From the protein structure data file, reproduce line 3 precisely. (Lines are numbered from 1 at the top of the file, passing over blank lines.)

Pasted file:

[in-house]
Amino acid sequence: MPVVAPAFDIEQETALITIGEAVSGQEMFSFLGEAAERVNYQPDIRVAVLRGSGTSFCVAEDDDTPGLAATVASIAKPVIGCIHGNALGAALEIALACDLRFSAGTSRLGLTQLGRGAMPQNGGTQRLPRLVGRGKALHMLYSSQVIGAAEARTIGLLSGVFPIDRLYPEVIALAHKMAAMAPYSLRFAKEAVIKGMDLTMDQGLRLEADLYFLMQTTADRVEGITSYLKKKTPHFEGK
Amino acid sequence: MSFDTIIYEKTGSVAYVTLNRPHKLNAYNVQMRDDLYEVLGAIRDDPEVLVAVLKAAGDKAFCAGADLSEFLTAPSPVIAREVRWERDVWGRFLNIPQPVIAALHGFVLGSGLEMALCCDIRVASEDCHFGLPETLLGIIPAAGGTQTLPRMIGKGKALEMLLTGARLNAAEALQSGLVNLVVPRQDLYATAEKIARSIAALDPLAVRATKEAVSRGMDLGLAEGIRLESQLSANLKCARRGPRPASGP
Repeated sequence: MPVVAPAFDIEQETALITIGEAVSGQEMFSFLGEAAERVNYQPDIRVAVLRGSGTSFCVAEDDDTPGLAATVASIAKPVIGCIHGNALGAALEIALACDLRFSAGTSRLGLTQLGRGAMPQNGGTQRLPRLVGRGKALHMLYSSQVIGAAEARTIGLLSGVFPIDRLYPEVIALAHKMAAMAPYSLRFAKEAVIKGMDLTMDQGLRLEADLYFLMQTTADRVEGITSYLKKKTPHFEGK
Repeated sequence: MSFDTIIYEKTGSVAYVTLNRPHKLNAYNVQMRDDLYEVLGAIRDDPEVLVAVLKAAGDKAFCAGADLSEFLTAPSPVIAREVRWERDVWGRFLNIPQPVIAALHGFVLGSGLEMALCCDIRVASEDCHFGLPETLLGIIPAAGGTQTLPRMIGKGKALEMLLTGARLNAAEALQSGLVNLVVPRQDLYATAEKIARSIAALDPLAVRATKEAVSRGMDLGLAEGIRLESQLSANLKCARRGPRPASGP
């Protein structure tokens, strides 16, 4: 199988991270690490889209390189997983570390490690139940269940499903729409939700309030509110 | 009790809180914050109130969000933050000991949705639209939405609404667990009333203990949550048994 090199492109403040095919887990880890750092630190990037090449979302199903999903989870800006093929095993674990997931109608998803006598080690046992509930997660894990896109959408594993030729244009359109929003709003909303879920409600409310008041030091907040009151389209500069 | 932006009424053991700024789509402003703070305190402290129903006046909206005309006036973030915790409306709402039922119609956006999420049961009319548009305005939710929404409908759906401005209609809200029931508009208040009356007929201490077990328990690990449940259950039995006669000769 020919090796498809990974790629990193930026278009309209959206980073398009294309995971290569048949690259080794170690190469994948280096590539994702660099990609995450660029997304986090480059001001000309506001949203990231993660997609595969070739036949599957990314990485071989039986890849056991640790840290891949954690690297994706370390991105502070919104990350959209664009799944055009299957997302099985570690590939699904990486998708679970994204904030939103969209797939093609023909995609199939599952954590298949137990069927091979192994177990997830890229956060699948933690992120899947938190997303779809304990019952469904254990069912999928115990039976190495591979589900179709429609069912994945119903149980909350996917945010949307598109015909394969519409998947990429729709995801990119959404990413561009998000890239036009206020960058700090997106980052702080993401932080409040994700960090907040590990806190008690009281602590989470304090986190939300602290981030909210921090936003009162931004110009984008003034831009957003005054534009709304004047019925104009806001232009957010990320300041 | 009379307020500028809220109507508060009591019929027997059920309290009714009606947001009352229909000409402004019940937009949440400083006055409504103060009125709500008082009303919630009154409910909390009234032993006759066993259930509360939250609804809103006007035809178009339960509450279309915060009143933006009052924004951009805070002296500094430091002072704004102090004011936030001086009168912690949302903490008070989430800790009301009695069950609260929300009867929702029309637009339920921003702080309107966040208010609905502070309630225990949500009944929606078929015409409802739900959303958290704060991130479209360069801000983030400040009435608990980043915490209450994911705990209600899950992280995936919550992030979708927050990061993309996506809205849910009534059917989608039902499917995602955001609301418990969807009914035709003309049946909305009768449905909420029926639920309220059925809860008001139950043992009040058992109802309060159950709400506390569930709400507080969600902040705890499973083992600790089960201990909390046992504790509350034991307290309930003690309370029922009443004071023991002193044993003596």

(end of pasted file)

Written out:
Amino acid sequence: MSFDTIIYEKTGSVAYVTLNRPHKLNAYNVQMRDDLYEVLGAIRDDPEVLVAVLKAAGDKAFCAGADLSEFLTAPSPVIAREVRWERDVWGRFLNIPQPVIAALHGFVLGSGLEMALCCDIRVASEDCHFGLPETLLGIIPAAGGTQTLPRMIGKGKALEMLLTGARLNAAEALQSGLVNLVVPRQDLYATAEKIARSIAALDPLAVRATKEAVSRGMDLGLAEGIRLESQLSANLKCARRGPRPASGP